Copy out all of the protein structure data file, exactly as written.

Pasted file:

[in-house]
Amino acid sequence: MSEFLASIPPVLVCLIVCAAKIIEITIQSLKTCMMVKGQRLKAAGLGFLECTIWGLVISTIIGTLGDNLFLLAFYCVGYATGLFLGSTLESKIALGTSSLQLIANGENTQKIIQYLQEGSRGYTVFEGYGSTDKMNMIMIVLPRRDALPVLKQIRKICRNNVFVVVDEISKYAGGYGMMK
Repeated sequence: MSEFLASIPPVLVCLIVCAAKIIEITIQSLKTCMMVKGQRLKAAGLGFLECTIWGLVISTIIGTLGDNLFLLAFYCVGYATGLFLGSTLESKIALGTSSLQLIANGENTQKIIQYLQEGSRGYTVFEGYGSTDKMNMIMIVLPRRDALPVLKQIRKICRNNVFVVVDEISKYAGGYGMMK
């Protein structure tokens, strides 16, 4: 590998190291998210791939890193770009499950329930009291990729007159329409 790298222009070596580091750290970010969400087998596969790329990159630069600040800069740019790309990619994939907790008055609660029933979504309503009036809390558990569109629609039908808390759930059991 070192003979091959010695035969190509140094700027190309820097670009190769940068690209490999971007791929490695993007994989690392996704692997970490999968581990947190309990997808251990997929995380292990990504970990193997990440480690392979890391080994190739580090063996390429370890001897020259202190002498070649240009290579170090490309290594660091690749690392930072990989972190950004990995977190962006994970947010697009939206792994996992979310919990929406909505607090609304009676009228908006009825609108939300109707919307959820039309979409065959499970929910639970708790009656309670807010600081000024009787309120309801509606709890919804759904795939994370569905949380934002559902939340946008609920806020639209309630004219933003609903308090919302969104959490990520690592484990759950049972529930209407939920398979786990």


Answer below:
[in-house]
Amino acid sequence: MSEFLASIPPVLVCLIVCAAKIIEITIQSLKTCMMVKGQRLKAAGLGFLECTIWGLVISTIIGTLGDNLFLLAFYCVGYATGLFLGSTLESKIALGTSSLQLIANGENTQKIIQYLQEGSRGYTVFEGYGSTDKMNMIMIVLPRRDALPVLKQIRKICRNNVFVVVDEISKYAGGYGMMK
Repeated sequence: MSEFLASIPPVLVCLIVCAAKIIEITIQSLKTCMMVKGQRLKAAGLGFLECTIWGLVISTIIGTLGDNLFLLAFYCVGYATGLFLGSTLESKIALGTSSLQLIANGENTQKIIQYLQEGSRGYTVFEGYGSTDKMNMIMIVLPRRDALPVLKQIRKICRNNVFVVVDEISKYAGGYGMMK
């Protein structure tokens, strides 16, 4: 590998190291998210791939890193770009499950329930009291990729007159329409 790298222009070596580091750290970010969400087998596969790329990159630069600040800069740019790309990619994939907790008055609660029933979504309503009036809390558990569109629609039908808390759930059991 070192003979091959010695035969190509140094700027190309820097670009190769940068690209490999971007791929490695993007994989690392996704692997970490999968581990947190309990997808251990997929995380292990990504970990193997990440480690392979890391080994190739580090063996390429370890001897020259202190002498070649240009290579170090490309290594660091690749690392930072990989972190950004990995977190962006994970947010697009939206792994996992979310919990929406909505607090609304009676009228908006009825609108939300109707919307959820039309979409065959499970929910639970708790009656309670807010600081000024009787309120309801509606709890919804759904795939994370569905949380934002559902939340946008609920806020639209309630004219933003609903308090919302969104959490990520690592484990759950049972529930209407939920398979786990």